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Parents worried about JHS 67 leaky pipeworks

City officials have not come through on promises to fix leaks at JHS 67, resulting in health problems for students, Little Neck parents and school officials told a Community District Education Council 26 meeting last week.

“Our son has been to our family physician four times since September,” said Ambareen Rizvi, a Little Neck resident and mother of a sixth-grade student at JHS 67 at 51-60 Marathon Pkwy. “He says he’s been having breathing problems, has wheezing and stuffiness. I hope this does not become a chronic condition.”

Ambareen Rizvi and her husband, Syed Rizvi, said at Thursday’s CEC 26 meeting at JHS 67 they were considering removing their son from the school because of the health problems, which they said did not exist before he began going to the Little Neck school.

JHS 67 Principal Zoi McGrath said city officials recently told them they abandoned a project that was expected to address the leaks that McGrath said have occurred at the school since 2008. According to school officials, water will leak from the roof into the school and it “flows” through five especially problematic classrooms, including the band, jazz and drama rooms.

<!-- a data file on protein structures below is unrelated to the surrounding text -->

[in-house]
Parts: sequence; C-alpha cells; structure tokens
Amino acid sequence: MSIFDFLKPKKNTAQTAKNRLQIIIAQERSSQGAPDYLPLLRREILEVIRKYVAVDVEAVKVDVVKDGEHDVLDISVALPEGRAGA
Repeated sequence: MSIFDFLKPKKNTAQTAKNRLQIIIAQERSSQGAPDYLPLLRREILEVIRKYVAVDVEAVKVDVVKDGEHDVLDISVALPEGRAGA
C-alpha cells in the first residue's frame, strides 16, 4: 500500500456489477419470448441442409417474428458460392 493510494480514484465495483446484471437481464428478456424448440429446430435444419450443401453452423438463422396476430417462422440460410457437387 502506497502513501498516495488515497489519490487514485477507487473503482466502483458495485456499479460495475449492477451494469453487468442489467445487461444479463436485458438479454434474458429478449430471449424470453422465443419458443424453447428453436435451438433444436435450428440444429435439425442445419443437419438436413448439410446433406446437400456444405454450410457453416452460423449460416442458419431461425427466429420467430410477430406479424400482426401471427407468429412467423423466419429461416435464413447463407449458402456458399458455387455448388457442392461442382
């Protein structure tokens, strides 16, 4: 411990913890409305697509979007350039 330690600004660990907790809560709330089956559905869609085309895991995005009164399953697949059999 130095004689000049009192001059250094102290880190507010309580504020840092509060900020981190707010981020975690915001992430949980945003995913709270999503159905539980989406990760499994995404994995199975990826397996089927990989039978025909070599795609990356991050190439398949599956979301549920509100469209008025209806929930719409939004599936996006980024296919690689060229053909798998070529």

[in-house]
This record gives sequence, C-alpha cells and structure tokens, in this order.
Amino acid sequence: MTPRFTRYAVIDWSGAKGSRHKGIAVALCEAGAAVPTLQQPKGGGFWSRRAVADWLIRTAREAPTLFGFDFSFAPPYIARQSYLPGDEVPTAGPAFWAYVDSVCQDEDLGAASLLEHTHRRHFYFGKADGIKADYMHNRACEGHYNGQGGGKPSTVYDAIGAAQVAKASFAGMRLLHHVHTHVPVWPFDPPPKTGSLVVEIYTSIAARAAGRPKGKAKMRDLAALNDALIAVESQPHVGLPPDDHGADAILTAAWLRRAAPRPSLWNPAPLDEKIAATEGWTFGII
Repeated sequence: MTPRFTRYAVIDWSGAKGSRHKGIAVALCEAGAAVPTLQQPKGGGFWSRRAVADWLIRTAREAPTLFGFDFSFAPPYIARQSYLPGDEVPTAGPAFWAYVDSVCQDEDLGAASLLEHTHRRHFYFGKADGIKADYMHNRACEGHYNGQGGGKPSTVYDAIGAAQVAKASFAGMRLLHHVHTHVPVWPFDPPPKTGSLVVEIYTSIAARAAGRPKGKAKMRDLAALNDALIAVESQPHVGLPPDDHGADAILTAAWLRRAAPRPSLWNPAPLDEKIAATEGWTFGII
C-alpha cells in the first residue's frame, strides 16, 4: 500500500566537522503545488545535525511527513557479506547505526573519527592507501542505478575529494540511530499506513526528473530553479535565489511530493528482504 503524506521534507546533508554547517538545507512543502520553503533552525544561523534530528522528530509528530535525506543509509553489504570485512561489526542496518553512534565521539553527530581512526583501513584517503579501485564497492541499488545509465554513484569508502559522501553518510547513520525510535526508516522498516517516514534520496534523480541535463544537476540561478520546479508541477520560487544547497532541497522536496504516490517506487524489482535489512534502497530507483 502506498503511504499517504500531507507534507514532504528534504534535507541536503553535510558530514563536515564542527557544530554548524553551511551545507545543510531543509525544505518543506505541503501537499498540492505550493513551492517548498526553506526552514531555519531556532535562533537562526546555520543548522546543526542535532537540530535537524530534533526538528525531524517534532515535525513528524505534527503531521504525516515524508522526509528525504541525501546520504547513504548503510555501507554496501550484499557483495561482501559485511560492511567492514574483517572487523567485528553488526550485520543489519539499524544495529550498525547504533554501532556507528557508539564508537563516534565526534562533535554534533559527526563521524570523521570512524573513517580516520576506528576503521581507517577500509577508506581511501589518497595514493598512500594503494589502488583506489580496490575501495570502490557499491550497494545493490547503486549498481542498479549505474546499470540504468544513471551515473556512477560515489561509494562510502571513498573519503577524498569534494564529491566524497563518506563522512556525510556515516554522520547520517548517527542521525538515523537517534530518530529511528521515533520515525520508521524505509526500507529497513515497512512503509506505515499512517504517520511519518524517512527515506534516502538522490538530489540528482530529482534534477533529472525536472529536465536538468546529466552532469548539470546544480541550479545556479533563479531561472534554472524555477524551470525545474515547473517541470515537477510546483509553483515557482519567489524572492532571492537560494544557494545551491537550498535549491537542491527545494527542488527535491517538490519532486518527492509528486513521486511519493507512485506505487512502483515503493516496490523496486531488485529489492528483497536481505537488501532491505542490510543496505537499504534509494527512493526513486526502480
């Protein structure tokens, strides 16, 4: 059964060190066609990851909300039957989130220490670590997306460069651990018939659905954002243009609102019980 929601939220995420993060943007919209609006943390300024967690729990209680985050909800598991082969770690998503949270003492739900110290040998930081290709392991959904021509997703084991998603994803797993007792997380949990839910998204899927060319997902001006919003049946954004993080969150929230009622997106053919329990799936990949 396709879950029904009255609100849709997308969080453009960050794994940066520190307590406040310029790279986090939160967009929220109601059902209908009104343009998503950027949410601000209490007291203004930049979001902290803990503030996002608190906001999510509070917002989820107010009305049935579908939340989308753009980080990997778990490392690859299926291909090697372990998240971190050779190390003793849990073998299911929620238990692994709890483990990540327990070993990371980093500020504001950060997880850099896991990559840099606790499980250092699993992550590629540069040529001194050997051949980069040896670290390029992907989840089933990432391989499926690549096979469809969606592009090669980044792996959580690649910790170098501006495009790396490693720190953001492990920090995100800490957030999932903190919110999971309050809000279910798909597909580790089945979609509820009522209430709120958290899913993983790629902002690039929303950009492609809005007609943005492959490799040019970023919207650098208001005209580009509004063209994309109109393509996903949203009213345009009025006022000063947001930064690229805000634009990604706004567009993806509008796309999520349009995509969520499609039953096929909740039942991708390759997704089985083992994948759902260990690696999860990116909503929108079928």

“On rainy days you definitely see puddling in those rooms,” said CEC 26 member Jeannette Segal. “It’s affecting rooms where the children are. There’s an odor in there.”

While school officials said they were informed the project had been canceled, city School Construction Authority representative Mary Leas said education officials told her the project would still occur.

“There’s over $500,000 put aside for the project,” Leas said. “They’re going to precede shortly to inform the school what they’re going to do.”

JHS 67 officials said the leaks have created health problems for students and they were concerned about potential problems with mold and asbestos.

“They come here every day and they can’t breathe,” JHS 67 PTA President Ingrid Guapisaca said. “We have children with excessive breathing problems.”

Leas promised city education officials would work with the school to alleviate the problem.

“There’s nothing that causes more damage to a building than water,” Leaks said. “A water infiltration problem like you’re talking about should be addressed right away.”

Reach reporter Anna Gustafson by e-mail at agustafson@cnglocal.com or by phone at 718-260-4574.

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